New feature: Multi-region Namespaces in Temporal Cloud

Multi-region Namespaces are now available in Temporal Cloud!

The feature provides failover capabilities to mitigate service outages due to regional failures.

Key Benefits:

  • Enhanced Availability: Continuous service availability across multiple regions. 99.99% contractual SLA.
  • Disaster Recovery: Automated failover to protect data and operations during regional outages. RPO: near zero; RTO: 20 minutes or less
  • Reduced Downtime: Automatic data replication and failovers to minimize service interruptions.

Visit the Temporal Cloud Documentation to learn more, and feel free to ask any questions here or on the Community Slack.

I have a question about the documentation… Multi-region Namespace - Temporal Cloud feature guide | Temporal Documentation says “Critical operations like Signals won’t get lost.”

However, with the replication delay, it sounds like I could send a signal to a workflow and the active region could go down before that event was replicated to the standby region?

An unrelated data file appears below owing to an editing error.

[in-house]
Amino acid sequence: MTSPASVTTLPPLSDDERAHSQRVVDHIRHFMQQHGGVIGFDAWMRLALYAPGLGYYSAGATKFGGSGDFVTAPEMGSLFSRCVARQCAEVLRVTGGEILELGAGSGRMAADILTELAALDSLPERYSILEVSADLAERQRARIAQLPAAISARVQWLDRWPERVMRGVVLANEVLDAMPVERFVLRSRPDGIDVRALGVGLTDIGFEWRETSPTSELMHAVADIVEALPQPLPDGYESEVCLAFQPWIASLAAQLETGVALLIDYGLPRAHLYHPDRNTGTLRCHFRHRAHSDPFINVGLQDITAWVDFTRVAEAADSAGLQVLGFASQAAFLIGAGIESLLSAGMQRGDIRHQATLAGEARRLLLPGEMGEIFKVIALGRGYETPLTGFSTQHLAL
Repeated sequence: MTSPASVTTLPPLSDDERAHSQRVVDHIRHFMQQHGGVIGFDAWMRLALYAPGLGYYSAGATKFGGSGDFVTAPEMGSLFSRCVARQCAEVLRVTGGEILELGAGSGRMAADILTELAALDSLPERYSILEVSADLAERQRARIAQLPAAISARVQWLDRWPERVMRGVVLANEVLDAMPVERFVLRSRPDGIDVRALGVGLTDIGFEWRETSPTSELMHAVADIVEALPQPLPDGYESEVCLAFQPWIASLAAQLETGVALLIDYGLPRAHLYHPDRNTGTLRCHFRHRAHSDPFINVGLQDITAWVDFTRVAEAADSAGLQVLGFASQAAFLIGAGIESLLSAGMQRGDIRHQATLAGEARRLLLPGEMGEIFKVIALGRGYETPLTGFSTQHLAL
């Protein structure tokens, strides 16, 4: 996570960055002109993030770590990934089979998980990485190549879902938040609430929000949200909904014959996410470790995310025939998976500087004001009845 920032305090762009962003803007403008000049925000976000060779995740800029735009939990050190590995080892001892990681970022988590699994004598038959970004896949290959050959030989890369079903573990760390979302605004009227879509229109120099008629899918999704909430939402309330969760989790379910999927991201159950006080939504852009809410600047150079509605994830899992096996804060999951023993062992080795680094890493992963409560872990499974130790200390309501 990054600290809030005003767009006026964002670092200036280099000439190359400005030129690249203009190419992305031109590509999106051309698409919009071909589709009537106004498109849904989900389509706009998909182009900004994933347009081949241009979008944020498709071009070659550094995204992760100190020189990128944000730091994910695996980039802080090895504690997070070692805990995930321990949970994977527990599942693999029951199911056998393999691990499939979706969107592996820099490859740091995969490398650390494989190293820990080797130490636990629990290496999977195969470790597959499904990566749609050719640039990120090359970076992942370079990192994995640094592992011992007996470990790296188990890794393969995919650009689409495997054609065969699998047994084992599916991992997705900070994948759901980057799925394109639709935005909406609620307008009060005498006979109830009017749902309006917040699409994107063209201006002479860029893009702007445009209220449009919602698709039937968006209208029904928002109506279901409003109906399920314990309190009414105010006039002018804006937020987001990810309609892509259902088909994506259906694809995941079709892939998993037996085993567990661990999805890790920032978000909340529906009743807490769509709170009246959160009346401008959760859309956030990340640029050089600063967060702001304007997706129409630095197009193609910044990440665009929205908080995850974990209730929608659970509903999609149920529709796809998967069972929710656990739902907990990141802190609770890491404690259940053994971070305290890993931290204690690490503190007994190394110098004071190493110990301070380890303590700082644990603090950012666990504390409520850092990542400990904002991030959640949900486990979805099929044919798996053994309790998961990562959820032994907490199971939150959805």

By “won’t get lost”, does it mean that if the signal didn’t get replicated, it’ll be processed once the previously active region recovers?

Hi Andrew @awwx !

By “won’t get lost”…

Yes. With the given extreme scenario that the cluster is down right after acknowledged the signals, the signals will be recovered after the source region recovers. However, the replication lag is at millisecond level, so this scenario is very unlikely to happen.

OK, that makes sense. Is this correct… my understanding is that signals of the same signal method name are normally delivered to a workflow in order. It sounds like this would no longer be guaranteed with multi-region namespaces?

At the level of an individual workflow, of course. Running a lot of simultaneous workflows would raise the probability that a rare event happens to at least one of them.

On the other hand, usually of course a region doesn’t just crash, instead performance is degraded and that would give time for events to be replicated.

The lack of an ordering guarantee for signal delivery would be important to highlight, as a workflow that worked correctly when it processed signals in order might not if signals are reordered.